The coronavirus could generate an enormous shift toward voting by mail in the 2020 general election—magnifying the risk of political chaos if the seeming “winner” on election night turns out to have lost a week or more later.
Professor Pildes is the Sudler Family Professor of Constitutional Law and Co-Faculty Director for the Program on Law and Security at NYU School of Law. His scholarship focuses on legal issues concerning the structure of democratic institutions and politics, separation of powers, administrative law, and national-security law. A clerk to Justice Thurgood Marshall at the United States Supreme Court, Professor Pildes has been named a member of the American Academy of Arts and Sciences, a Guggenheim Fellow, and a Carnegie Scholar.
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Three significant questions behind President Trump’s declaration of a national emergency to build a border wall have a single, surprising answer: Why did Congress in the National Emergencies Act (NEA) of 1976 delegate such broad and vague power to the president to declare national emergencies? Why wasn’t Congress more specific in defining the circumstances that constitute a national emergency? And why are the courts now going to have the final word in determining whether the president has properly invoked or abused the power the NEA gives him?
On Monday, the Senate Judiciary Committee convened hearings, entitled “Special Counsels and the Separation of Powers,” to listen to legal experts testify about the two pending Senate bills (Graham-Booker and Tillis-Coons, summarized here) that aim to further protect Special Counsels, including Robert Mueller, from improper termination by the president.
Some members of Congress are looking for ways to protect the integrity of the Mueller investigation by ensuring that Mueller won’t be removed from office unless a genuinely appropriate basis exists for doing so. Sens. Christopher Coons (D-Del.) and Thom Tillis (R-N.C.) have introduced legislation to provide for judicial review if Mueller is removed, and Sens.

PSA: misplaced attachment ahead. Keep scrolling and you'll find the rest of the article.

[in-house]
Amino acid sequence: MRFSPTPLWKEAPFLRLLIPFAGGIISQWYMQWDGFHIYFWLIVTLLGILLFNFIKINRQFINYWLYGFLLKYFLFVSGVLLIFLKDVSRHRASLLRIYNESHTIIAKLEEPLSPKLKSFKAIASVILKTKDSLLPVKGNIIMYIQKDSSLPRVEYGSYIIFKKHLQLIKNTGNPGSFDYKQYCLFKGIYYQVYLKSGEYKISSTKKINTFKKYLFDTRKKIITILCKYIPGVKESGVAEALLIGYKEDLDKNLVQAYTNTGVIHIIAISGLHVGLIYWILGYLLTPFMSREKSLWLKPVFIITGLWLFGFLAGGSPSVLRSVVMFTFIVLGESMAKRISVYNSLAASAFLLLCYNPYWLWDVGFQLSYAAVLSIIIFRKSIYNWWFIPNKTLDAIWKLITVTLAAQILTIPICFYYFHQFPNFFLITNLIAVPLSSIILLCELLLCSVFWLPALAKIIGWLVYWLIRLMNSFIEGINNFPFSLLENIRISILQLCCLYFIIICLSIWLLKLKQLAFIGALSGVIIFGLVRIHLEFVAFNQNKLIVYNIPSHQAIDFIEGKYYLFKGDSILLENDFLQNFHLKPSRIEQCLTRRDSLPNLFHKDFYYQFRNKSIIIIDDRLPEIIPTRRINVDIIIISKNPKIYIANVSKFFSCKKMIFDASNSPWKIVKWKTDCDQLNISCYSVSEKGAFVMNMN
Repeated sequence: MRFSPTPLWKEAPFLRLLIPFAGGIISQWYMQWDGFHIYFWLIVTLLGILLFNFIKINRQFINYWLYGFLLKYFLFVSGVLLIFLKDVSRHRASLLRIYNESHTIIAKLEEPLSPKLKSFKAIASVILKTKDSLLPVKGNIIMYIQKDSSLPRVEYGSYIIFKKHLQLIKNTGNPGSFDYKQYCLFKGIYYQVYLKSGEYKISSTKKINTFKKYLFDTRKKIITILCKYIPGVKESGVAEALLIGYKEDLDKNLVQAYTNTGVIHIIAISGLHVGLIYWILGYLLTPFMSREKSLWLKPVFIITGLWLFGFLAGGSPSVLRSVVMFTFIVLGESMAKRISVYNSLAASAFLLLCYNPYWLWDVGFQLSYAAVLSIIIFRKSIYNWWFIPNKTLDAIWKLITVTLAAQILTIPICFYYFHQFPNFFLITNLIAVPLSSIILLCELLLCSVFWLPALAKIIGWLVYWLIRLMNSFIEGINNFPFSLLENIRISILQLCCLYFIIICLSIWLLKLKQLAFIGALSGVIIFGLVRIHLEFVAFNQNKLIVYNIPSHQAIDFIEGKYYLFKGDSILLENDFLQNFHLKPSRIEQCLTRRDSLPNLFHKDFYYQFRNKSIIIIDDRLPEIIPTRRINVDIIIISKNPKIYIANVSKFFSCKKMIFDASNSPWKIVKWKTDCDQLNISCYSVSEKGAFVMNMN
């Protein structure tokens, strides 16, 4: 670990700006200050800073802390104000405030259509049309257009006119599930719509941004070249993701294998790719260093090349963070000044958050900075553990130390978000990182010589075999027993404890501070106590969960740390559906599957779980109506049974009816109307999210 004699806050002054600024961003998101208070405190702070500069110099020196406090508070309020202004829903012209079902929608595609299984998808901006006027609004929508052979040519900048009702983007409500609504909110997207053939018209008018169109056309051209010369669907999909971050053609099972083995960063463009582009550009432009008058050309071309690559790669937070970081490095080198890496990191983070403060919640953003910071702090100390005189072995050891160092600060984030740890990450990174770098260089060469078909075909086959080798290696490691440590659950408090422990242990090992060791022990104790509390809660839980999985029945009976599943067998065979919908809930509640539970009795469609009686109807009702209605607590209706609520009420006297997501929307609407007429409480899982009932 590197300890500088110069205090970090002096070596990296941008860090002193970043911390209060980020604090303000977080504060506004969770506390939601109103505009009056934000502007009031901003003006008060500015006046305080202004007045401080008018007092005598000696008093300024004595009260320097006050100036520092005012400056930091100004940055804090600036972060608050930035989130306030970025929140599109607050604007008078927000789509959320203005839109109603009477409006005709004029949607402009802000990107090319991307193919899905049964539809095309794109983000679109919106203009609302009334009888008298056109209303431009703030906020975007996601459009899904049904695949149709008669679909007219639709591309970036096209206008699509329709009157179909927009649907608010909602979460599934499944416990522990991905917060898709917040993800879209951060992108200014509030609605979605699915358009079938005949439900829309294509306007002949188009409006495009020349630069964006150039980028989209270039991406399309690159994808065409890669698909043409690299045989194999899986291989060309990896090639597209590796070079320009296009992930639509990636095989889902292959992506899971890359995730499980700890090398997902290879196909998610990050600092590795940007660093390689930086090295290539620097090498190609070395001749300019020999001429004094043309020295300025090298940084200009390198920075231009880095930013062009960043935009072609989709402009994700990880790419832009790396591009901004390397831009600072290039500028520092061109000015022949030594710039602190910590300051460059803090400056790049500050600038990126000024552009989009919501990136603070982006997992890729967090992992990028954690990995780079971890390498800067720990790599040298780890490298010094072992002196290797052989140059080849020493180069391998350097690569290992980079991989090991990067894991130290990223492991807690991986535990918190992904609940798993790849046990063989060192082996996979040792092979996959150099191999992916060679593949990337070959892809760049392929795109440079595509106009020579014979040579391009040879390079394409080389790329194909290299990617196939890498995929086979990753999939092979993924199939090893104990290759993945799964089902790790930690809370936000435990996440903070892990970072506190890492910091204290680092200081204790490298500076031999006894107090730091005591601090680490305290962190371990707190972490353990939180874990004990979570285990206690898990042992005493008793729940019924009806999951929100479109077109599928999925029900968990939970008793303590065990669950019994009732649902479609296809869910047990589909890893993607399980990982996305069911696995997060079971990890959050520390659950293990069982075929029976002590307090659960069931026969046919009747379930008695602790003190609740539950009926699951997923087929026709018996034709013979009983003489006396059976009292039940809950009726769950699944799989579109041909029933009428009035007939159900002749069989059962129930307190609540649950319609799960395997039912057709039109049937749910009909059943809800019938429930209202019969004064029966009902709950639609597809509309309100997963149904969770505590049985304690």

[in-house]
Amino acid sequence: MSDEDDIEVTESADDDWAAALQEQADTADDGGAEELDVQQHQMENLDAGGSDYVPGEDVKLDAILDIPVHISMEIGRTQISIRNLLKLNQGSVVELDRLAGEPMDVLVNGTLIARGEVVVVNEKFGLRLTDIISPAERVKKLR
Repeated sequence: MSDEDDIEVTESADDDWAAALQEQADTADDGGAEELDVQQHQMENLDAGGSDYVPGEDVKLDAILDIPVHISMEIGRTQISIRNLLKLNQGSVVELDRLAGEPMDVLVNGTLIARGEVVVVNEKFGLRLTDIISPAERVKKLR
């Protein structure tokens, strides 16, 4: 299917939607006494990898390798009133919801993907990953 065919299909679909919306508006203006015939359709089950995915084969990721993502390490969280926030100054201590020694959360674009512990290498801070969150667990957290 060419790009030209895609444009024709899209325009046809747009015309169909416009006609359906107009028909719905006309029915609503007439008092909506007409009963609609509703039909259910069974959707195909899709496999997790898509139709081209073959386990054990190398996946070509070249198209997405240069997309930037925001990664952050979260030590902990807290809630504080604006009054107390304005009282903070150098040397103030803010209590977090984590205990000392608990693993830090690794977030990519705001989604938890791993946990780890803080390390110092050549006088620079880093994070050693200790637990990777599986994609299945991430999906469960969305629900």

Alan Dershowitz, in a series of recent op-eds, has taken to arguing in his characteristic take-no-prisoners style that the whole issue of whether President Trump might have obstructed justice is a red herring. Even if the President ordered James Comey to shut down the Flynn investigation and had a corrupt intent for doing so, this would still not amount to the crime of obstruction of justice.
As I noted in an earlier post, the newly emerging uses of multi-lateral military force for humanitarian intervention -- such as to respond to states that gas their own citizens -- raise profound issues about the relationship between "the rule of (international) law" and morality/political judgment. Under existing international law, it is difficult to justify legally use of military force against Syria; there is no self-defense justification and no approval from the Security Council.
Kosovo, Syria: When it Comes to Military Force, What's the Proper Relationship Between Law and Political Judgment?
The potential use of military force in Syria and its past use in Kosovo -- despite the likely "illegality" under international law and the U.N. Charter -- raise important general questions about the modern, post-WWII attempt to establish "rule of law" constraints on the inter-state use of force. Jack and Ashley have noted the widespread view, then and now, that the Kosovo bombings were "technically" illegal under international law, but nonetheless right.